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January 04, 2010



North Carolina is not a "contested" state. We have 8 Democrats out of 13 in the House, and we've never had fewer than 5 out of 12 or 6 out of 13. Once Jesse Helms got a lock on his seat, there was a long period in which Democrats and Republics traded the other. Whether Burr holds onto his seat next year depends a lot on Obama's standing, the economy, and whatever scandals are roiling the state Democrats.

As for the state level, we have a Democratic governor and the Democrats control both state houses. The Democrats have certainly traded control with the Republicans from time to time, but in a way that suggests the state's political allegiances are balanced, and probably always will be.

It's true that Obama was the first Democrat to win at the TOP of the ticket in 32 years, but to describe a southern state's political allegiances based on its presidential ballots would miss almost everything that is happening in that state.

There's a strain of economic populism that runs very deep in the south. Not to mention a lot of African-American voters who have yet to vote Republican in anything like real numbers.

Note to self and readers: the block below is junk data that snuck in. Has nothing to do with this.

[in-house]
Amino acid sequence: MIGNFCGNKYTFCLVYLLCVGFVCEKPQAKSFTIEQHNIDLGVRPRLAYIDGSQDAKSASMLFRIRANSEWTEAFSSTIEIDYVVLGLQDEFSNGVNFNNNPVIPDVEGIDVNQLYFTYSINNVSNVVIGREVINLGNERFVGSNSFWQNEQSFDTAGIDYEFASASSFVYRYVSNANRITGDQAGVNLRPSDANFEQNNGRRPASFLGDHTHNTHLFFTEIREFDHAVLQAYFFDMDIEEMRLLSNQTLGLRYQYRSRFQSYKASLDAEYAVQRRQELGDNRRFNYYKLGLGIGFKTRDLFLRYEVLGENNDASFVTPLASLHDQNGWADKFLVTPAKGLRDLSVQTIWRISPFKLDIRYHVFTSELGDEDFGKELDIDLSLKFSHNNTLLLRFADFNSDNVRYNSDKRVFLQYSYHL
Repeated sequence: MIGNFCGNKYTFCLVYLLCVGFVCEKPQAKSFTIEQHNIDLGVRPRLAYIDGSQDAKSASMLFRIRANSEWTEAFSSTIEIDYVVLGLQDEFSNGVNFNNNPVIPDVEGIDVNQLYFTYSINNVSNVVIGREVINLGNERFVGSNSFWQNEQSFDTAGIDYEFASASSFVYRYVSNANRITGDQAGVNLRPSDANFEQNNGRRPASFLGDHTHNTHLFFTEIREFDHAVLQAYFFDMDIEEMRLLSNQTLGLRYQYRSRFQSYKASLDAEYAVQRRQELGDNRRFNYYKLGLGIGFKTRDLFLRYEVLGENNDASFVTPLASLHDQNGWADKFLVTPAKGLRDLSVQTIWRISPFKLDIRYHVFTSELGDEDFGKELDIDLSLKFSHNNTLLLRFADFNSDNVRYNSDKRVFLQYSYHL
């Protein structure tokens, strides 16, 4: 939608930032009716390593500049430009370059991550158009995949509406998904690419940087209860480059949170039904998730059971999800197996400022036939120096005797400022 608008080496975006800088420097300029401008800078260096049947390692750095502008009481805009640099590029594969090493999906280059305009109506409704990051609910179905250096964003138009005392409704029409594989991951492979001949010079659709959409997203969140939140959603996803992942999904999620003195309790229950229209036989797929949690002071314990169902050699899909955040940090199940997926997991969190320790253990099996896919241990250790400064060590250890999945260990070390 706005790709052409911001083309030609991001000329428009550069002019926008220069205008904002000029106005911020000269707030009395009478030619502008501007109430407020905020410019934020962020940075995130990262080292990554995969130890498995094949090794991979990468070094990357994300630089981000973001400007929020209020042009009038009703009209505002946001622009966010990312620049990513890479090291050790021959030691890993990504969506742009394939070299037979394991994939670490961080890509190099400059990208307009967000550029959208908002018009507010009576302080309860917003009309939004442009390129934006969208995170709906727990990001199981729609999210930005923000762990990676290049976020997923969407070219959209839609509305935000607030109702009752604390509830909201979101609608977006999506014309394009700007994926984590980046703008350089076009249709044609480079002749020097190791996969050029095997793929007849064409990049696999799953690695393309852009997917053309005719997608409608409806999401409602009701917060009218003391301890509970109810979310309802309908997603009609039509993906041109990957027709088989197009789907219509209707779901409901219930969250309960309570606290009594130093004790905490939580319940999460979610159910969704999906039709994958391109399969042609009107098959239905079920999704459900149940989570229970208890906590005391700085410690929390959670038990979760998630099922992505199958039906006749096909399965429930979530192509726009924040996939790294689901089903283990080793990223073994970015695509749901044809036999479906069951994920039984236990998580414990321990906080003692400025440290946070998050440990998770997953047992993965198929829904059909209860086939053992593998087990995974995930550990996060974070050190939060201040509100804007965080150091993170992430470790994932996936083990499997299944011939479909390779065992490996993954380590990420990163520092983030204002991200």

Also, Alabama had 3 Democrats in the House until Griffith's switch, and he's the first Republican to hold that seat/district since ... wait, he's the first ever.


The damning fact for the good people of Alabama, of course, is that they never elected any Republicans ever until 1965. Gosh, I wonder what made them change their minds.

John Petty

Say, wasn't that about the time the civil rights bill passed?

Thanks for the report on North Carolina. I was reading James McPherson's civil war history recently, and he made note that North Carolina was a more moderate state than South Carolina, even then, and was a tad slow to join the confederacy.

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